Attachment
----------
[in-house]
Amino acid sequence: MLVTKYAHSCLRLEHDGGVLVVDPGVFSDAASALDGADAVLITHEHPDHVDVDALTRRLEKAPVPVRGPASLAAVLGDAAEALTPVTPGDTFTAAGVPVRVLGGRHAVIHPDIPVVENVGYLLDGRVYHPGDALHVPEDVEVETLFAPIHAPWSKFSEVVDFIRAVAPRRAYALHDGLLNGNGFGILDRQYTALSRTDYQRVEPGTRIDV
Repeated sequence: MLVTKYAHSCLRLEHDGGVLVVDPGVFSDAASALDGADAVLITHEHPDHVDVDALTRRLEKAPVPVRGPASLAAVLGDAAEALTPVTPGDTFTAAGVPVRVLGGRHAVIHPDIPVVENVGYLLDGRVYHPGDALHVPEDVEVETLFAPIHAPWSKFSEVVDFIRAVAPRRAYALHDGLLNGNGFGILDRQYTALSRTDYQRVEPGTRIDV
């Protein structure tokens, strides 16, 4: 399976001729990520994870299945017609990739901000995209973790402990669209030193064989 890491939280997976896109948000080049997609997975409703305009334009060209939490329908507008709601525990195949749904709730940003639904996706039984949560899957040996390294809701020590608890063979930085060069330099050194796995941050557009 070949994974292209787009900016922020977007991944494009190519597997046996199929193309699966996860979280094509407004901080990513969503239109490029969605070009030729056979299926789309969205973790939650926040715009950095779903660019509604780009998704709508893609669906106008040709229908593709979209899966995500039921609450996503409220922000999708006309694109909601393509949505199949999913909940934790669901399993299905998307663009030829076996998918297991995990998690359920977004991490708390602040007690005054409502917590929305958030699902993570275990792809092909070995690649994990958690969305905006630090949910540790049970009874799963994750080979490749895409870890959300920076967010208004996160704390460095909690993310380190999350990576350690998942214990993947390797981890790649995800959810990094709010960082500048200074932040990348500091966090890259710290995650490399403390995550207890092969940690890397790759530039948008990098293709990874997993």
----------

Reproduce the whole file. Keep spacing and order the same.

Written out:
[in-house]
Amino acid sequence: MLVTKYAHSCLRLEHDGGVLVVDPGVFSDAASALDGADAVLITHEHPDHVDVDALTRRLEKAPVPVRGPASLAAVLGDAAEALTPVTPGDTFTAAGVPVRVLGGRHAVIHPDIPVVENVGYLLDGRVYHPGDALHVPEDVEVETLFAPIHAPWSKFSEVVDFIRAVAPRRAYALHDGLLNGNGFGILDRQYTALSRTDYQRVEPGTRIDV
Repeated sequence: MLVTKYAHSCLRLEHDGGVLVVDPGVFSDAASALDGADAVLITHEHPDHVDVDALTRRLEKAPVPVRGPASLAAVLGDAAEALTPVTPGDTFTAAGVPVRVLGGRHAVIHPDIPVVENVGYLLDGRVYHPGDALHVPEDVEVETLFAPIHAPWSKFSEVVDFIRAVAPRRAYALHDGLLNGNGFGILDRQYTALSRTDYQRVEPGTRIDV
């Protein structure tokens, strides 16, 4: 399976001729990520994870299945017609990739901000995209973790402990669209030193064989 890491939280997976896109948000080049997609997975409703305009334009060209939490329908507008709601525990195949749904709730940003639904996706039984949560899957040996390294809701020590608890063979930085060069330099050194796995941050557009 070949994974292209787009900016922020977007991944494009190519597997046996199929193309699966996860979280094509407004901080990513969503239109490029969605070009030729056979299926789309969205973790939650926040715009950095779903660019509604780009998704709508893609669906106008040709229908593709979209899966995500039921609450996503409220922000999708006309694109909601393509949505199949999913909940934790669901399993299905998307663009030829076996998918297991995990998690359920977004991490708390602040007690005054409502917590929305958030699902993570275990792809092909070995690649994990958690969305905006630090949910540790049970009874799963994750080979490749895409870890959300920076967010208004996160704390460095909690993310380190999350990576350690998942214990993947390797981890790649995800959810990094709010960082500048200074932040990348500091966090890259710290995650490399403390995550207890092969940690890397790759530039948008990098293709990874997993």